Nature: With the world seemingly shut down and in an uncertain micro-chaos, finding the time to reconnect with the earth is crucial for mindfulness and stability. We realize that some people are completely unable to leave their homes at this time, but if you cannot actually go into nature itself (be it a park or a forest or a park) then watching nature on TV can at least bring about the visual cues and a connection to Mother Earth for the mind. We do our best with Prince, our dog, to spend at least one to two hours a day breathing fresh air in the forest out here on Vancouver island where we are currently in self-isolation. It’s amazing how a moment to reset can be so valuable.
Breathing: Conscious breathwork is incredibly effective at creating mindfulness and bringing yourself into the present moment. Whether it is simply ten counted slow, deep inhales and exhales at any time throughout the day, during meditation or Yogic breathing exercises, conscious breathing has an incredible impact, letting stress out and bringing in peace and grounding. Recently, we have been practicing the Wim Hoff breathing techniques, not only for the mindfulness benefits but also to help strengthen our immune system and lungs.
From your experience or research what are five steps that each of us can take to effectively offer support to those around us who are feeling anxious? Can you explain?
Daily communication: Finding time to talk on the phone (rather than just text messages or emails) to remind loved ones we are all in this together is incredibly important. That is not to say we have to speak about the difficulties but simply speak to each other about anything. We all thrive on human contact and whether in person or on the phone, the value of interaction through conversation is critical.
Laughter: Even in hard times, finding ways to laugh together is a wonderful way to bring us back to our natural, balanced human state.
Yoga: Doing online yoga or sharing in a class of any kind is a beautiful way to connect and share the experience of movement and mindfulness together. Even if it’s over FaceTime.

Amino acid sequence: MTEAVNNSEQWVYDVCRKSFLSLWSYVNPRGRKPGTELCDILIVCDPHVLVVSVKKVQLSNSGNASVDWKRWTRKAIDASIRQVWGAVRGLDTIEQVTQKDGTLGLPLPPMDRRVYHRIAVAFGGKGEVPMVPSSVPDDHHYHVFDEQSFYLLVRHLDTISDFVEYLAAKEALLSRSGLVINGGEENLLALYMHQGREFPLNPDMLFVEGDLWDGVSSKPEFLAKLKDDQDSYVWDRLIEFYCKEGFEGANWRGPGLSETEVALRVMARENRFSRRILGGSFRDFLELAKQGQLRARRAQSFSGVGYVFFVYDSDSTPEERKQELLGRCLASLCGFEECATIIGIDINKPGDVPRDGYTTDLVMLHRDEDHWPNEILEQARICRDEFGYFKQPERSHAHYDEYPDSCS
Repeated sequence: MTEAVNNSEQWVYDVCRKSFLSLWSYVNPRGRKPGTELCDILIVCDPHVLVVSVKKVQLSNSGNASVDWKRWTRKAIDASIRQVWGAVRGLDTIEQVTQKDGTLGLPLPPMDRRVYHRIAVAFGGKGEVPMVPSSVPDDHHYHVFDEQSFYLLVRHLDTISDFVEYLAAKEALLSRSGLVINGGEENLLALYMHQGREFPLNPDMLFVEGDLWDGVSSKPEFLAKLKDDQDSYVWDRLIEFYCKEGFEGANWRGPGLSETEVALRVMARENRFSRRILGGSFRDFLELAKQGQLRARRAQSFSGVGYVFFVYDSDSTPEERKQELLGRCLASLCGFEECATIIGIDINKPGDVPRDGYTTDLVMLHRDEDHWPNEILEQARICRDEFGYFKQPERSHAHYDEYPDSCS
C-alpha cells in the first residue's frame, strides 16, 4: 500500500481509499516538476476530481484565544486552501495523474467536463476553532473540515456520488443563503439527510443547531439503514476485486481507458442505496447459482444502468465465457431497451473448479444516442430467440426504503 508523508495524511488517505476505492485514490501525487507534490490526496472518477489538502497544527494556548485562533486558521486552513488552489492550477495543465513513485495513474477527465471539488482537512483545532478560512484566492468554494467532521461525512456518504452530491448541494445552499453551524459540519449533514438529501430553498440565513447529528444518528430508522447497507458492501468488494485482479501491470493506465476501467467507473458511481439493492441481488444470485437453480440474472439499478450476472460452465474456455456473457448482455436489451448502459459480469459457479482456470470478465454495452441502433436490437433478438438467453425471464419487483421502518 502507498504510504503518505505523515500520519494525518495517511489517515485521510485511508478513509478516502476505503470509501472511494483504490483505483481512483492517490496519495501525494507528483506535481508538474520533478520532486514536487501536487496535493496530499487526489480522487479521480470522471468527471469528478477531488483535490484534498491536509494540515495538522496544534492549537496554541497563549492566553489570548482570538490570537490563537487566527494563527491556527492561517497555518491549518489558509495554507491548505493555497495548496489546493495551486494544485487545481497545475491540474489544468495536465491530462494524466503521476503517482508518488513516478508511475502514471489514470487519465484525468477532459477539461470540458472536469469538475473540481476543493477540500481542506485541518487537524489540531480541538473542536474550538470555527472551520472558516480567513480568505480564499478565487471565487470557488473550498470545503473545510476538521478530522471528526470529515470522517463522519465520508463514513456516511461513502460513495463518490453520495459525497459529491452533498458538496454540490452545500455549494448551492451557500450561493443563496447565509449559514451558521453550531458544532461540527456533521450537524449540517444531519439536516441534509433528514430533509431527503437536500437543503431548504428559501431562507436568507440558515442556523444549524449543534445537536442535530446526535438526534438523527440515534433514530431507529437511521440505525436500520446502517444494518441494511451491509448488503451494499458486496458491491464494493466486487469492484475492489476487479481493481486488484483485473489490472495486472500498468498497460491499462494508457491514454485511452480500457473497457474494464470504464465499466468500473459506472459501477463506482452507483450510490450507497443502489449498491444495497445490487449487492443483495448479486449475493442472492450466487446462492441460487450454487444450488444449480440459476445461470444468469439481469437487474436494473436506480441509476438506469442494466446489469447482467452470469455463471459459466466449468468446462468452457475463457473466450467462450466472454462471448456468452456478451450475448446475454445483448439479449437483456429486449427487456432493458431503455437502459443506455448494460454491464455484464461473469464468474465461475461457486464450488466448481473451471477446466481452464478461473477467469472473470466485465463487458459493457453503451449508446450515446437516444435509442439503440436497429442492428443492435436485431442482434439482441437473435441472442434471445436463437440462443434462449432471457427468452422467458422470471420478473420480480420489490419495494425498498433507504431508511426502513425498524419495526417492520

Virtual Dinner: Thankfully, we have the technology to share time and space with each other without being in the same room. A wonderful way to take advantage of this is to schedule a virtual meal with loved ones and share in breaking bread as if you are together in person.
New Projects or Creative Activities: Broadly speaking, some of us have been gifted more time in our current situation and with this time comes a great opportunity to focus on new things. So, whether it’s simply encouraging your loved ones to take advantage of this and pursue a passion project they wouldn’t otherwise have time for, finding something new to embark on together, this is a wonderful way to keep the mind focused on something new, positive and exciting.
What are the best resources you would suggest for someone to learn how to be more mindful and serene in their everyday life?
Guided meditation or yoga classes would be our number one suggestion. Also, books on mindfulness and meditation can be a great way to help in understanding the theory and practice, as well as how to seize and accomplish many of its benefits.
Can you please give us your favorite “Life Lesson Quote”? Do you have a story about how that was relevant in your life?
“If a problem is fixable, if a situation is such that you can do something about it, then there is no need to worry.
If it is not fixable, then there is no help in worrying. There is no benefit in worrying whatsoever.”
– Dalai Lama
You are a person of great influence. If you could start a movement that would bring the most amount of good to the most amount of people, what would that be? You never know what your idea can trigger. 🙂
A live shared worldwide online yoga and meditation class, where we can — as collective energy — stop everything to raise our vibration and share this with the world during these uncertain times.
What is the best way our readers can follow you online?
Thank you for these fantastic insights. We wish you only continued success in your great work!